Before moving on to the next step, rename the ROM file to "Mac OS 9 ROM" with no extension. An error message will pop up but you can continue past this.



  1. Press "Create" to create a Hardfile

  2. Name the file whatever you like, followed by the extension .hfv. I named mine "Mac OS 9.hfv"

  3. Change the size to be 500 mb or higher

  4. Press "OK"

  5. Back in the Volumes tab, click "Add"

  6. Find and select your OS 9 image file

  7. Click "OK"

  8. Choose your CD-ROM drive from the drop-down menu

  9. Select the box next to "Enable my computer icon on your mac desktop"


  1. Change the Window Refresh Rate to "Dynamic"

  2. Change the Video Type and width and height to your preferred settings


  1. Change Ram Size to 512

  2. Check "Ignore illegal memory accesses"

Now we can open SheepShaver! Press the "Start" button at the bottom left of the GUI window. If you're using a disc image file, when you open it for the first time you’ll probably get an error message. In order to progress beyond this screen, you’ll have to exit out of SheepShaver using the task manager (ctrl+alt+del), then locate your disc image file, right click, open “properties” at the bottom of the menu, and check “read only”. The original disc would have been read only, so if this doesn’t match up it won’t let you install the file.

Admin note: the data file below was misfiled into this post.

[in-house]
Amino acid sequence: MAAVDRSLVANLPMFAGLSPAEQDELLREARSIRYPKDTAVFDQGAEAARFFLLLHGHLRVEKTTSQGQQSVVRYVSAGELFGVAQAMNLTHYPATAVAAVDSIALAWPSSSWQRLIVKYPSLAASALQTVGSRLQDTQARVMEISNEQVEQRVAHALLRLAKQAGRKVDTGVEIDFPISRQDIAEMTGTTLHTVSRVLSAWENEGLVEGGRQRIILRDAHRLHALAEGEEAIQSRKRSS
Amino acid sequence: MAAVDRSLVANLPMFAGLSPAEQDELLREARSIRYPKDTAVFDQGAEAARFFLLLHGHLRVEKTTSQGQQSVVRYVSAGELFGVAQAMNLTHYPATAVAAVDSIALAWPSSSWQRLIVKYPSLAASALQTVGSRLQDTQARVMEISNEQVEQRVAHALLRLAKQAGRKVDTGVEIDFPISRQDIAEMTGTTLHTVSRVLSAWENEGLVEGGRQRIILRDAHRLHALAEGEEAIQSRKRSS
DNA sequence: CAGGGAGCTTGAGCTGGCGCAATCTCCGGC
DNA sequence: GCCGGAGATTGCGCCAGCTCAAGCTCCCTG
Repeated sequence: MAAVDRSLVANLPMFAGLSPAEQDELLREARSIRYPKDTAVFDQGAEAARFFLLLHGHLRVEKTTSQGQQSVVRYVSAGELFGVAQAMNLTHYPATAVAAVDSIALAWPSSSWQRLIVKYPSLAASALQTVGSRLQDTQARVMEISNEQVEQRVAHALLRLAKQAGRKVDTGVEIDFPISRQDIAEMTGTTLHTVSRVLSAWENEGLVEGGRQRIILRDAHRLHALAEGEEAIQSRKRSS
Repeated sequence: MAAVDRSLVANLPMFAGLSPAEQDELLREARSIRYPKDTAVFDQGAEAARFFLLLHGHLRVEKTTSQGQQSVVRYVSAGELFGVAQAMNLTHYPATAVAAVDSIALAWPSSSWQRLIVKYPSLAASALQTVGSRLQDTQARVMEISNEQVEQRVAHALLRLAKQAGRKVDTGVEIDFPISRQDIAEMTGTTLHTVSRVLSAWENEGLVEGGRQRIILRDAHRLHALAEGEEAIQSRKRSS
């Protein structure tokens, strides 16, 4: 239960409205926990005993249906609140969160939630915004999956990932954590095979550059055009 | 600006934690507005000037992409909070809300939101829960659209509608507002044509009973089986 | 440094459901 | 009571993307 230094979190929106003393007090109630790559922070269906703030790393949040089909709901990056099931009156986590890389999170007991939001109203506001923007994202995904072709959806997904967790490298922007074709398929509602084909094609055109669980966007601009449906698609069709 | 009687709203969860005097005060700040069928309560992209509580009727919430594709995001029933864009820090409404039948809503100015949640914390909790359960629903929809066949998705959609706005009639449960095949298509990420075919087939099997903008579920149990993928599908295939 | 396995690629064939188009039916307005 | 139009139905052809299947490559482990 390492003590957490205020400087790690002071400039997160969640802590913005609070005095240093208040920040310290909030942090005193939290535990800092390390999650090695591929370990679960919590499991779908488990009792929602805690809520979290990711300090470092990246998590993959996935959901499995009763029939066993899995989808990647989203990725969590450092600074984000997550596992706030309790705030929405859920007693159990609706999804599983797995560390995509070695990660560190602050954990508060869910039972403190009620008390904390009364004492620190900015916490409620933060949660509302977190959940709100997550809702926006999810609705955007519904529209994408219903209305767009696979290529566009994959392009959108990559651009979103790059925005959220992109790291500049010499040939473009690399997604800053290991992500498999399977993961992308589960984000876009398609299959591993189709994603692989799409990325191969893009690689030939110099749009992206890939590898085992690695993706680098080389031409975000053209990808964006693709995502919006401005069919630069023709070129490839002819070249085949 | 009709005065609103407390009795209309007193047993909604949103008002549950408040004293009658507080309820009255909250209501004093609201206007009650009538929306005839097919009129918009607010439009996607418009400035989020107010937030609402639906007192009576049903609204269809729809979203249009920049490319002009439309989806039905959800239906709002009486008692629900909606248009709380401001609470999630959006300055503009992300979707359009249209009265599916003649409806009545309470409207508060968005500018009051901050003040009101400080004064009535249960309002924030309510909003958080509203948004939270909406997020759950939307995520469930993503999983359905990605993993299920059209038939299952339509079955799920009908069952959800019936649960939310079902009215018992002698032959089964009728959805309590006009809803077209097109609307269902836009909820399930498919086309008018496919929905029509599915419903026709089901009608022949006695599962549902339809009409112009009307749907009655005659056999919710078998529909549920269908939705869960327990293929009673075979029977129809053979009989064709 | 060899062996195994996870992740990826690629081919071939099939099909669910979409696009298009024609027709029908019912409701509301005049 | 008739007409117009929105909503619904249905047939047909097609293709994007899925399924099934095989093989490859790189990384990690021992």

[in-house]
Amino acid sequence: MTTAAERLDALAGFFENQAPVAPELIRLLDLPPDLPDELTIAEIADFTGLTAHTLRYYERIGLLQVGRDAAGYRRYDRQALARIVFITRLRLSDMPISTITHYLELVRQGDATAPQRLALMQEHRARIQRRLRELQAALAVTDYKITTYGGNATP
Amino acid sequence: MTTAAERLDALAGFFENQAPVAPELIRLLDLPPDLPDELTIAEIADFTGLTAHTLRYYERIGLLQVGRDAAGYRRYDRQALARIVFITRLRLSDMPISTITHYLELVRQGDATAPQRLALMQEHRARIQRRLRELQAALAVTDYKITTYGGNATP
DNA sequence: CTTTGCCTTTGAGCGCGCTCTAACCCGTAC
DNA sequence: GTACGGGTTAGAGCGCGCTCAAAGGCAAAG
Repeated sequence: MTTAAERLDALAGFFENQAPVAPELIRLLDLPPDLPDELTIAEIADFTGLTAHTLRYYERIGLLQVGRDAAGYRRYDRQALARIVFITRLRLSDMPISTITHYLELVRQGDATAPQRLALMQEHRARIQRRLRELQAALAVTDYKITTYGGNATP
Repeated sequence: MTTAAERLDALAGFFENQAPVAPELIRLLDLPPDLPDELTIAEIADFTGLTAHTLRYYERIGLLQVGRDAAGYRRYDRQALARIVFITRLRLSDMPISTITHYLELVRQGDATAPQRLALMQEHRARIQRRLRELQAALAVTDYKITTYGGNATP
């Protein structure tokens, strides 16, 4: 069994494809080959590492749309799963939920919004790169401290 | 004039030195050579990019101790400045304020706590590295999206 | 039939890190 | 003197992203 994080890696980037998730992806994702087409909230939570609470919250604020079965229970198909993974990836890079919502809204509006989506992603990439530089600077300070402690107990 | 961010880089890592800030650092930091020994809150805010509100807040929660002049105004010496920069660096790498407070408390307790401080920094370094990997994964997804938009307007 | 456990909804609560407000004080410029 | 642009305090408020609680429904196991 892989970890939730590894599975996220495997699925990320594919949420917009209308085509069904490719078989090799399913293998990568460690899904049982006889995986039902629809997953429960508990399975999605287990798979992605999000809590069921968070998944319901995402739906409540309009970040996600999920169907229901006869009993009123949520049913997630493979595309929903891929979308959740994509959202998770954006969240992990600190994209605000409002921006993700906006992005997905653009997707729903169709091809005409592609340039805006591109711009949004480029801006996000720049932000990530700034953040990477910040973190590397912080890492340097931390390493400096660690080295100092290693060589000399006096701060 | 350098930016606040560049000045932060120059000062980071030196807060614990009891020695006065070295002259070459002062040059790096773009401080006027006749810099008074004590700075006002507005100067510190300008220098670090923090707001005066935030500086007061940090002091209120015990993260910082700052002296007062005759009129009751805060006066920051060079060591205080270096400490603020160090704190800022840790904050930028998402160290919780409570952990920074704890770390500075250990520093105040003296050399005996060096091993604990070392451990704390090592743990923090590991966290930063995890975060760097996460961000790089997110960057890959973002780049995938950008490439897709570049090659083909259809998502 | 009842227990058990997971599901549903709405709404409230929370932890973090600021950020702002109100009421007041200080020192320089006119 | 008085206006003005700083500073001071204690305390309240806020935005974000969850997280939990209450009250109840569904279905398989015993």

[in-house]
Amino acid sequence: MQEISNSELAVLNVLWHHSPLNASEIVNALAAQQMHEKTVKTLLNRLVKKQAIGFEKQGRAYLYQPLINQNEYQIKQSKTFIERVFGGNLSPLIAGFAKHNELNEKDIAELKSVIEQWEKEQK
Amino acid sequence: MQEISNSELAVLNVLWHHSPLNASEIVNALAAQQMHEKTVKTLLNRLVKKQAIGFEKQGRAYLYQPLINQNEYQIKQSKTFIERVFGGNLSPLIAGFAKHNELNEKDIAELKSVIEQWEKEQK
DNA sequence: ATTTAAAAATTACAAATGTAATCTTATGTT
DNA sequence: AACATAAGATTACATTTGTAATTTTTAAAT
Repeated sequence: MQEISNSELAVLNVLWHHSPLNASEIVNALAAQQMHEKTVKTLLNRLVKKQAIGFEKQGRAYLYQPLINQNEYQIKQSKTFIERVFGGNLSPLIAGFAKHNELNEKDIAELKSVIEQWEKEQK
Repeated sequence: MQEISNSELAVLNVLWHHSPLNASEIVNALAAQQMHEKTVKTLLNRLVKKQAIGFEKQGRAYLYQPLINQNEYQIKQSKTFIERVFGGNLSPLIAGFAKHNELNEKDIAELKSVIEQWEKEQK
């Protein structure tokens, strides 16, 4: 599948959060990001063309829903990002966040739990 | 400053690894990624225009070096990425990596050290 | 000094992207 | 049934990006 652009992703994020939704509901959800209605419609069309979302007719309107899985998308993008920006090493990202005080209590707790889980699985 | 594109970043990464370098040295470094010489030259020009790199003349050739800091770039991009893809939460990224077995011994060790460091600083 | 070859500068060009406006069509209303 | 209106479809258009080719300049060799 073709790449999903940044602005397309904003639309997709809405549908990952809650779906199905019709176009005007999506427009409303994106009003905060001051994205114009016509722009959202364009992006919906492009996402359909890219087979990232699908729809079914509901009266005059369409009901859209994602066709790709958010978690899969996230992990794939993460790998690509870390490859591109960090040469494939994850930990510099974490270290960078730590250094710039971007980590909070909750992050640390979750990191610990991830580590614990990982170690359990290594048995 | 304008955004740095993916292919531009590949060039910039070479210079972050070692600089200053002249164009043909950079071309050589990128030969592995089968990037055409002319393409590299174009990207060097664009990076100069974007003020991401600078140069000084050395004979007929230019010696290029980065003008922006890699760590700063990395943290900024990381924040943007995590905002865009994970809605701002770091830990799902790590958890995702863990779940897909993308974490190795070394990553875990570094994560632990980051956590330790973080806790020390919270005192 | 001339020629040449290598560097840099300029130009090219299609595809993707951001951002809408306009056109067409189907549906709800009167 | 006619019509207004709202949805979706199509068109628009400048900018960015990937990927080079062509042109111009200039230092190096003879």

Time for the exciting part – installing the operating system! First a window will pop up asking if you want to initialize the hard drive. Name it anything and check that the format is Mac OS Standard. Click initialize and continue. Locate and open the Mac OS 9 disc image file on the desktop. Next, open the “Mac OS 9 install” program and follow the steps. You can customize your installation or go with the recommended settings. Then press "Start" and the installation will begin. Once it’s finished, click quit and restart the emulator.

**Restart and shut down options can be found under "Special" in the top menu bar.**

After the program resets, it will most likely take a while to load up again. If at any point in this process the emulator freezes, restart the program using task manager. The program will then take you through the Mac OS Setup Assistant.


Now that the operating system is up and running, you will probably want to run some shiny old games and applications. Like the Operating System Install program, you can find disc image files for games and programs online. Poke around on the web long enough and I’m sure you’ll find what you’re looking for. Keep in mind that these files will often be in .sit, .iso or .toast formats. I’ll cover the installation of these file types below.